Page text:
Ward, L. M. Dynamical Cognitive Science (MIT Press, 2002).
Regier, T., Carstensen, A. & Kemp, C. Languages support efficient communication about the environment: words for snow revisited. PLoS One 11, e0151138 (2016).
Newell, A. Unified Theories of Cognition (Harvard Univ. Press, 1990).
Rich, P., de Haan, R., Wareham, T. & van Rooij, I. in Proc. Annual Meeting of the Cognitive Science Society Vol. 43, 3034–3040 (eds. Fitch, T., Lamm, C., Leder, H., and Teßmar-Raible, K.) (2021).
Potochnik, A. & Sanches de Oliveira, G. Patterns in cognitive phenomena and pluralism of explanatory styles. Top. Cogn. Sci. 12, 1306–1320 (2020).
Leydesdorff, L. & Schank, T. Dynamic animations of journal maps: indicators of structural changes and interdisciplinary developments. J. Am. Soc. Inf. Sci. Technol. 59, 1810–1818 (2008).
Leydesdorff, L. & Goldstone, R. L. Interdisciplinarity at the journal and specialty level: the changing knowledge bases of the journal Cognitive Science. J. Assoc. Inf. Sci. Technol. 65, 164–177 (2014).
DeStefano, I., Oey, L. A., Brockbank, E. & Vul, E. Integration by parts: collaboration and topic structure in the CogSci community. Top. Cogn. Sci. 13, 399–413 (2021).
Cummins, R. in Explanation And Cognition (eds Keil, F. C. & Wilson, R.) 117–144 (MIT Press, 2000).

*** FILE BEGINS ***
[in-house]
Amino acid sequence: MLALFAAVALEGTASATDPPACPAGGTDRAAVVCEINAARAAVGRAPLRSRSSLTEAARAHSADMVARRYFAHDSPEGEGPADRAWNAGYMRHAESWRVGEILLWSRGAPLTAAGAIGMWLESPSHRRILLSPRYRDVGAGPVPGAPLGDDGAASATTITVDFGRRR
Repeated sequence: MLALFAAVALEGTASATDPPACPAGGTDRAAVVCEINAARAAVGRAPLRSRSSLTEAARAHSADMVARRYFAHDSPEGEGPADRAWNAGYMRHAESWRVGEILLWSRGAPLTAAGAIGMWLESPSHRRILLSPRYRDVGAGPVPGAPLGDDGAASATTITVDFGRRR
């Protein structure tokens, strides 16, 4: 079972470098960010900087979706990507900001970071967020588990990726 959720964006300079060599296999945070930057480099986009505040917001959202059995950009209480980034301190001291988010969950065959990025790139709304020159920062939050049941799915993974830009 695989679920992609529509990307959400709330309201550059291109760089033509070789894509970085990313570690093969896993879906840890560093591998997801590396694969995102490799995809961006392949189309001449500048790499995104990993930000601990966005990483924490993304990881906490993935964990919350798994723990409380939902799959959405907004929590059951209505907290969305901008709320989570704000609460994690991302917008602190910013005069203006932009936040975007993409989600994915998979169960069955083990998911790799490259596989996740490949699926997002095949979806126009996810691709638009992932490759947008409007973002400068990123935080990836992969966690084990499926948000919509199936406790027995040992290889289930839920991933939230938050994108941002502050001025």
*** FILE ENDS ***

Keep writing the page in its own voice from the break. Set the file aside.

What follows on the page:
Boyd, N. M. & Bogen, J. in Stanford Encyclopedia of Philosophy (ed. Zalta, E. N.) https://plato.stanford.edu/archives/win2021/entries/science-theory-observation/ (Stanford Univ., 2021).
Smaldino, P. E. How to build a strong theoretical foundation. Psychol. Inq. 31, 297–301 (2020).
Chang, H. Inventing Temperature: Measurement and Scientific Progress (Oxford Univ. Press, 2004).
A.S.W. was supported by the National Science Foundation (grants 1529127 and 1539129/1827744) and by the James S. McDonnell Foundation (https://doi.org/10.37717/220020507). K.L.J. was supported by the National Science Foundation (grant 2017245).
The authors declare no competing interests.
Peer review information
Nature Reviews Psychology thanks Berna Devezer; Michael Frank, who co-reviewed with Anjie Cao; and Justin Sulik for their contribution to the peer review of this work.
Publisher’s note Springer Nature remains neutral with regard to jurisdictional claims in published maps and institutional affiliations.
Rights and permissions
Springer Nature or its licensor holds exclusive rights to this article under a publishing agreement with the author(s) or other rightsholder(s); author self-archiving of the accepted manuscript version of this article is solely governed by the terms of such publishing agreement and applicable law.
About this article
Cite this article
Dale, R., Warlaumont, A.S. & Johnson, K.L. The fundamental importance of method to theory. Nat Rev Psychol 2, 55–66 (2023). https://doi.org/10.1038/s44159-022-00120-5